A LOT has been written about whether shipping should be subject to a carbon tax. About 90% of the world trade is transported by global shipping and it accounts for nearly 3% of the world’s carbon dioxide emissions.
The European Commission recently proposed that shipping emissions should be added to the European Union carbon trading market. The commission’s proposals need to be negotiated and approved by a majority of EU countries and the European Parliament before they enter into force, a process that could take up to two years. The commission’s proposal is to levy 100% of ships trading within the EU and cover 50% of emissions from international voyages ending or starting within the EU.
Shipping is one of the most difficult sectors to decarbonise and industry groups cite a lack of commercially viable technologies. EU data show that, if shipping was part of the EU’s emissions trading system, MSC, whilst reducing carbon emissions in 2020 by about 3% compared to 2019, would be ranked the sixth biggest EU carbon emitter, overtaking some coal-fired power plants. MSC refuted the claim stating that the raw data should be put in the context of the amount of cargo carried. MSC and Shell International Petroleum Company have also recently signed a memorandum of understanding to decarbonise shipping, exploring opportunities to use LNG in MSC’s fleet, and progressing to synthetic or bioLNG, through to methanol and hydrogen derived fuels.
Maersk said it would launch a carbon-neutral liner vessel in 2023 – seven years ahead of its initial 2030 ambition. CMA CGM, and others, have launched LNG-fuelled container vessels which, while still using fossil-based fuels, have substantially less emissions than the heavy fuel currently used by most vessels.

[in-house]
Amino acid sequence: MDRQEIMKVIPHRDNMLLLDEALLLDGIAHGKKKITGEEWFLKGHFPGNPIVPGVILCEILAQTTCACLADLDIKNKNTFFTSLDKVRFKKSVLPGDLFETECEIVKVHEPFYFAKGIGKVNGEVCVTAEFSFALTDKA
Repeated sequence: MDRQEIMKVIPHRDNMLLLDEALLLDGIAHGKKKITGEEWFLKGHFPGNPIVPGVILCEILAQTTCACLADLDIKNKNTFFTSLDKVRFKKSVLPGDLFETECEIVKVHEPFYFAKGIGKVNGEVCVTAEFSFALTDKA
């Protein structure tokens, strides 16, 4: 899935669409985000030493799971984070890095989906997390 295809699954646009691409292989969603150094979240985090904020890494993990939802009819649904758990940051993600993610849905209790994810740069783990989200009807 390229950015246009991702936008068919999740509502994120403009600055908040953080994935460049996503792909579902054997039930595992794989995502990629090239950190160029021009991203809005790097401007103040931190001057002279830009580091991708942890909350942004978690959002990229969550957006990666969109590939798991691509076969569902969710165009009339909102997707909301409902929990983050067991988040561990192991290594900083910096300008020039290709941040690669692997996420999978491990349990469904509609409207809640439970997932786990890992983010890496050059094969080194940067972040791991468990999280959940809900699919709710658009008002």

Several shipping companies are in the process of designing and building zero emissions vessels. Finnish technology group Wärtsilä has recently completed full-scale engine tests using hydrogen and ammonia fuel. The company described the results as “very encouraging”. Tests using pure hydrogen were also completed successfully on another engine. For the energy market, Wärtsilä is hoping to have an engine and plant concept for pure hydrogen operation ready by 2025, while in the marine market it expects to have an engine running on an ammonia blend by the end of this year. An engine concept with pure ammonia fuel is also planned for 2023.
The International Maritime Organization is co-ordinating measures to curb emissions among its more than 170 members. The IMO has spent the last decade adopting a series of mandatory regulations to improve the energy efficiency of ships as part of carbon cutting efforts. It aims to halve maritime emissions by 2050 from 2008 levels. That falls short of the EU’s plan to eliminate its economy-wide net emissions by then, a goal scientists say the world must meet to avoid the worst impact of climate change. Moreover, the IMO target has been faced with fierce criticism from environmental organisations as too weak and unambitious.
The International Chamber of Shipping has stated that several trade groups, representing more than 90% of the world’s merchant fleet, have submitted a proposal to shipping’s United Nations regulator asking to prioritise a carbon tax for the industry. Guy Platten, ICS secretary general, has described the EU proposal, to include shipping in the carbon trading market as a revenue-raising exercise, which will greatly upset the EU’s trading partners.
“It cannot be equitable for non-EU shipping companies to be forced to pay billions of euros to support EU economic recovery plans, particularly under a scheme that undermines carbon dioxide negotiations,” Mr Platten said.
Shipping is still the most energy efficient method of transporting large volumes of goods over long distances; however, businesses (and their customers) are placing more and more emphasis on the environmental impact of shipping. Shipping needs to pay its fair share to move to net zero emissions by 2050, whether it be through a carbon trading market or other means. Let’s hope that an increased availability and uptake of new technologies by shipping lines will assist in reducing emissions of their vessels to minimise the impact on the environment sooner rather than later.
Peter van Duyn is a maritime logistics expert at the Centre for Supply Chain and Logistics, Deakin University.